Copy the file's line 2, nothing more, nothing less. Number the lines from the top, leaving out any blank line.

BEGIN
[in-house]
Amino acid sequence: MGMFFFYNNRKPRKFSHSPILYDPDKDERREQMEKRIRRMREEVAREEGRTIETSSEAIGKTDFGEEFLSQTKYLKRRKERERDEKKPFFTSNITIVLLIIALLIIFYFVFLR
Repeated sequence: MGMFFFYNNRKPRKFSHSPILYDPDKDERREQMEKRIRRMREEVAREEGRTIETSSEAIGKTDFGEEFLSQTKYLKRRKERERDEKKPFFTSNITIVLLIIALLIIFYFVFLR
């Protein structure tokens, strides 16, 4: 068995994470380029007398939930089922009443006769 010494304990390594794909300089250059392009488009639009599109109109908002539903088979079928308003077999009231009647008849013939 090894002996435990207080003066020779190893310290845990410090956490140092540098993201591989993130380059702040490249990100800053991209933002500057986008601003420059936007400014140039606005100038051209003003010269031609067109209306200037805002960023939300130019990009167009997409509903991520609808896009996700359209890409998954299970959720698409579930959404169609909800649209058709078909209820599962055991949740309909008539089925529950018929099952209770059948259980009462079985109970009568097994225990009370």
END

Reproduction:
Amino acid sequence: MGMFFFYNNRKPRKFSHSPILYDPDKDERREQMEKRIRRMREEVAREEGRTIETSSEAIGKTDFGEEFLSQTKYLKRRKERERDEKKPFFTSNITIVLLIIALLIIFYFVFLR